During most therapeutic sessions, therapists will work with the patient to achieve pre-set goals. Throughout the process, but depending on the physical requirements of the patient, the following treatment techniques will likely be used:
Muscles and joints can become stiff and tight, especially after long periods of inactivity. Physical therapists assist patients with deep stretches to loosen muscles and tendons and improve overall functionality.
By improving the strength of the muscles in the body, patients thereby enjoy enhanced balance and increased range of motion. Physical therapists use graduated weights to boost the patient’s forte as much as possible.
The strength of the body’s core is perhaps the most important part of physical fitness. Therapists work on stability by guiding patients during various workouts that target the abdominal and thoracic muscles.
Application of Ice or Heat
Introducing heat and/or cold to muscles and joints can decrease pain, increase range of motion, and promote better blood flow throughout the body. Physical therapists use heat and/or ice treatments at the beginning or end of most sessions, especially with patients who have sustained an injury.
Acupressure or Chiropractic Massage
Targeted massage, also known as chiropractic massage or acupressure, is perhaps the most enjoyable part of most physical therapy sessions. Experts providing chiropractic massage use state-of-the-art procedures to relieve pain, make necessary adjustments to the musculoskeletal system and boost circulation.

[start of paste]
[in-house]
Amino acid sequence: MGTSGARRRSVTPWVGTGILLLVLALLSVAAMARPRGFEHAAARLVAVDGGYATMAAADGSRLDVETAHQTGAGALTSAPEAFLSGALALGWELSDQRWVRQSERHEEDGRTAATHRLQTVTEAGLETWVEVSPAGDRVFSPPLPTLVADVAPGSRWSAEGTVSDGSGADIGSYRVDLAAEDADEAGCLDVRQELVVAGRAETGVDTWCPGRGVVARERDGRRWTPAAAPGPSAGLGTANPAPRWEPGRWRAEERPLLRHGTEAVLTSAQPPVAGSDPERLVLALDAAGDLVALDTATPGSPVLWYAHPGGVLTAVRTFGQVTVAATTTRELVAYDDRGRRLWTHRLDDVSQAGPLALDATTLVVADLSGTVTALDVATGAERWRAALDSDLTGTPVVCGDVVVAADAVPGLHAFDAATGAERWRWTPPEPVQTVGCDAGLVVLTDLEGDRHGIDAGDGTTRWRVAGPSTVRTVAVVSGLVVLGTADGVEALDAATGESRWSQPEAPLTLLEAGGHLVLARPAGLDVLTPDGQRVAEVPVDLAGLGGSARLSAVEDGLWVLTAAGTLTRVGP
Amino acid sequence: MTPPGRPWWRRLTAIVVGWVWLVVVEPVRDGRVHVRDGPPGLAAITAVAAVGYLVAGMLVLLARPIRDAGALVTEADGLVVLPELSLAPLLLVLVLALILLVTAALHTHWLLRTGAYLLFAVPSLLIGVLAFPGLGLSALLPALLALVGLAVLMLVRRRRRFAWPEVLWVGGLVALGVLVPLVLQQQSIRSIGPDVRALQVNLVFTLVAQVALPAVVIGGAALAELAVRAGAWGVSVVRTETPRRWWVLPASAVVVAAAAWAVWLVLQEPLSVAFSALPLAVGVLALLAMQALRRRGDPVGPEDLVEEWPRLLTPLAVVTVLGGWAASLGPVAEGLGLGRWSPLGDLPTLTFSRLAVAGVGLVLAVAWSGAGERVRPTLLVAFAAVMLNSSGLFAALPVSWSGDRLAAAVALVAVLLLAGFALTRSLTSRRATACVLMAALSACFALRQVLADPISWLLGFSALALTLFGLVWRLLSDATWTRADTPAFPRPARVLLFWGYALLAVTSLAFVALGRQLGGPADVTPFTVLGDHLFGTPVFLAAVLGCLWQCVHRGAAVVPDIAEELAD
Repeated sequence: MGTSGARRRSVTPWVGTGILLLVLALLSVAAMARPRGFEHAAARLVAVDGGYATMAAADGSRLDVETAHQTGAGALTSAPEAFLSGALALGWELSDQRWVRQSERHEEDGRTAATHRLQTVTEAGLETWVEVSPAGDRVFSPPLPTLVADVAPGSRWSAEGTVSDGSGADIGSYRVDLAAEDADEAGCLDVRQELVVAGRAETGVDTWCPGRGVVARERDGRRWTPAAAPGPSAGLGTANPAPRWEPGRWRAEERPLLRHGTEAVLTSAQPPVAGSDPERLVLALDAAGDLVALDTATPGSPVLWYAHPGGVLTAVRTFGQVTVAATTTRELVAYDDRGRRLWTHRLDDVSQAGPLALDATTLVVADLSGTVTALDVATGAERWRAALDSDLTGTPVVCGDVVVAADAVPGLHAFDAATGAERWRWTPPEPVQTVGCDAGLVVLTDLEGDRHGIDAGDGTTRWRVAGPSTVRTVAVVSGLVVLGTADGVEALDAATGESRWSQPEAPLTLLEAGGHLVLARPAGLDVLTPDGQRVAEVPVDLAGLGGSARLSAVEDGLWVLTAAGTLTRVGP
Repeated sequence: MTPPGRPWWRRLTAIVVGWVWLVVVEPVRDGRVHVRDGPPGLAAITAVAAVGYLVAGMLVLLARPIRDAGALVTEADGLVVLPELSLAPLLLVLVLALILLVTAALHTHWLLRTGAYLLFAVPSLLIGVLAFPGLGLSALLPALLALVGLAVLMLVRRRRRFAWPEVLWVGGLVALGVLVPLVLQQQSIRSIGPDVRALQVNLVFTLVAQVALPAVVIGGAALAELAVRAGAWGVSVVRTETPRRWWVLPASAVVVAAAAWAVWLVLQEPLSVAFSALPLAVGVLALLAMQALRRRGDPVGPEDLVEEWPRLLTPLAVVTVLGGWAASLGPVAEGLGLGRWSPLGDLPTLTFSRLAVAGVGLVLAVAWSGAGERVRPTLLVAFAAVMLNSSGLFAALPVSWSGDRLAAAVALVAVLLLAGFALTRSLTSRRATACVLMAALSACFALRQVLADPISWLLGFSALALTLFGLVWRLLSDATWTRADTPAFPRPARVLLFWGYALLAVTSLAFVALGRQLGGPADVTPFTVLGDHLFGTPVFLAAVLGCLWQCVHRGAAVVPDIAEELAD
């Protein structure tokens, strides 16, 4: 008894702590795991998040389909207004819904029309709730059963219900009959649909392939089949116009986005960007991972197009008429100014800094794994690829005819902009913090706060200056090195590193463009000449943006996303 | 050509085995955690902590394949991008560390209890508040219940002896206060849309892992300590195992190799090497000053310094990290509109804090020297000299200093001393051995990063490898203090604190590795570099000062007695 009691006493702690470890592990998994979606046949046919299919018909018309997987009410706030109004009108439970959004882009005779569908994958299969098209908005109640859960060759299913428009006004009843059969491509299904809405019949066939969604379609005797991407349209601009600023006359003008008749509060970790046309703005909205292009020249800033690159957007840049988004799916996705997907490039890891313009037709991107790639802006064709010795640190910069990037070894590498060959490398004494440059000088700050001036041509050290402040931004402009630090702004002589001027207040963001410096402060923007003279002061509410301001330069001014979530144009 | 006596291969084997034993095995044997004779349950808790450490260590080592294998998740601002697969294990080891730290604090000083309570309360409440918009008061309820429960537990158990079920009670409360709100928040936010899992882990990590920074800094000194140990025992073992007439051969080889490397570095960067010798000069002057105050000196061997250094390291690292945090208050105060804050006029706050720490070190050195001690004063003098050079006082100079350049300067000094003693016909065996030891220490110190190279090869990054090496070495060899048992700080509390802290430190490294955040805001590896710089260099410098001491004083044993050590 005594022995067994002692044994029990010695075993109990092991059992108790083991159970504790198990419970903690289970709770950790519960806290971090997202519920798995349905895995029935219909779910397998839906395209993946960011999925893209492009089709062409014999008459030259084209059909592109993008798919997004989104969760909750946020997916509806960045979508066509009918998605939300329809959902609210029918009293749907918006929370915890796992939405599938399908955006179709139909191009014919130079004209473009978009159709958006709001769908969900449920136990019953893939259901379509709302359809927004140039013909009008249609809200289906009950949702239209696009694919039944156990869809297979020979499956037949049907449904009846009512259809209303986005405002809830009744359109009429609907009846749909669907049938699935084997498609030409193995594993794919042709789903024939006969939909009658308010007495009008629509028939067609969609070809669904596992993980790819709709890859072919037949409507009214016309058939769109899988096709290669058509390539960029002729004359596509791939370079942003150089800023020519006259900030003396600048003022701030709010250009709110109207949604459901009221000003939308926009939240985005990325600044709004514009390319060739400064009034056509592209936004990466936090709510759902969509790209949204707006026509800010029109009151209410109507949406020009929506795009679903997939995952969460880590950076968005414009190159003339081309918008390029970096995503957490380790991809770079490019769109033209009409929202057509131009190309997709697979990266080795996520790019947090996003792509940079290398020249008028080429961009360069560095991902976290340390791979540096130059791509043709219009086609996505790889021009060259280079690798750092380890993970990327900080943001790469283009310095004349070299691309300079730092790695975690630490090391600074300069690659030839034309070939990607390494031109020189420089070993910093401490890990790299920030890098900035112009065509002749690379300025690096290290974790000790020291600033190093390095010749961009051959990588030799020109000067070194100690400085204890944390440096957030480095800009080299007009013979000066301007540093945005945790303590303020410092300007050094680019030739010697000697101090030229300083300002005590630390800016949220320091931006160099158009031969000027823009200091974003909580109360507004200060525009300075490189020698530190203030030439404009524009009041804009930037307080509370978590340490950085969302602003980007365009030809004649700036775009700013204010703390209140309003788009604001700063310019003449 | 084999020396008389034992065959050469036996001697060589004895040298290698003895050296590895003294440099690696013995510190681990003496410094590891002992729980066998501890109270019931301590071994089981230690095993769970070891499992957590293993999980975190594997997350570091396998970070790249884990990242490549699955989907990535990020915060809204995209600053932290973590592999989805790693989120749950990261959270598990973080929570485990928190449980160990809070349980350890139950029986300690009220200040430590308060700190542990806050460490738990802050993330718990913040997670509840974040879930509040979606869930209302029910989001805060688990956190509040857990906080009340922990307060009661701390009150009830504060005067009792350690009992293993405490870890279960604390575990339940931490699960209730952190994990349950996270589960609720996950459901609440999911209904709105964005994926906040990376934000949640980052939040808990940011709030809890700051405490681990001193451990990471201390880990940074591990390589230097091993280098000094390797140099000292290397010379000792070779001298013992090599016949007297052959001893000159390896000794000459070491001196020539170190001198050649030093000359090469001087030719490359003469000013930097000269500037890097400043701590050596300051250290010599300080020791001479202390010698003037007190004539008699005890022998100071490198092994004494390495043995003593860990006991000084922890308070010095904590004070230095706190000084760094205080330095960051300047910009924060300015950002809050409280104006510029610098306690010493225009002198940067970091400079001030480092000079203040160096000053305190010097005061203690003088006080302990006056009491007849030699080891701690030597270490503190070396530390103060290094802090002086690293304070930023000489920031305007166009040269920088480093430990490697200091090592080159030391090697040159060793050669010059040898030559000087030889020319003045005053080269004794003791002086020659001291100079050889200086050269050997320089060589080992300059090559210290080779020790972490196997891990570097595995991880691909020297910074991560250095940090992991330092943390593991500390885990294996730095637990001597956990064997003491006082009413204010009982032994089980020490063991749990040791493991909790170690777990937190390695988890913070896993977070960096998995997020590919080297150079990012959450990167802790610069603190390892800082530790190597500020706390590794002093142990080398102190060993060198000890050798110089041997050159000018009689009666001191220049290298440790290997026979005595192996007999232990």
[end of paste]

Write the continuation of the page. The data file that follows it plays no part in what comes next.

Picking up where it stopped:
Electrical Stimulation (E-Stim)
Used primarily as a tool for physical therapists, e-stim treatments send waves of dense electrical currents to certain parts of the body. Physical therapists will subject various muscles or nerves to controlled stimulation for the purposes to encouraging movement, sensation and blood flow.
NOTE: In some cases, a physical therapist may utilize ultrasounds or x-rays to determine the extent of an injury or monitor improvements. Ultrasounds may also be used to stimulate blood flow post-therapy.
When Is Physical Therapy Better than Medication?
Properly monitored and responsibly used prescription medication has its merits. However, physical therapy may be a better option for some people. Pharmaceuticals are often laden with potentially harmful chemicals and can present dangerous side effects. On the contrary, physical therapy tends to lean toward a more natural, holistic approach to healthcare.
Therefore, physical therapy may be better than medication when patients are experiencing adverse side effects. However, one should err on the side of caution and consult with a doctor before abruptly stopping any medicinal regimen. Often, routine physical therapy can serve as supplemental rehabilitation when used alongside the proper medication.
Who Can Benefit from Physical Therapy?
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Fortunately, physical therapy is safe, effective and appropriate for people of all ages, genders, and backgrounds. In fact, there’s an entire PT specialization that focused exclusively on children
and another for the elderly. Expect the treatment options to be tailored around each patient’s unique needs and characteristics.
Dr. Brent Wells, D.C. is graduate of the University of Nevada and Western States Chiropractic College in Portland, Oregon. As the founder of Better Health Chiropractic in Wasilla, Dr. Wells is highly respected in his field as one of the premier chiropractors in Alaska. He specializes in rehabilitative therapies which include acupressure, chiropractic massage, adjustments and natural pain relief at his multi-disciplinary clinic.
He enthusiastically continues his education with ongoing research on spinal conditions, neurology, physical therapy, biomechanics, and trauma. As an active member of the American Chiropractic Association and the American Academy of Spine Physicians, Dr. Wells also supports numerous studies and volunteers at the Reflex Sympathetic Dystrophy Foundation.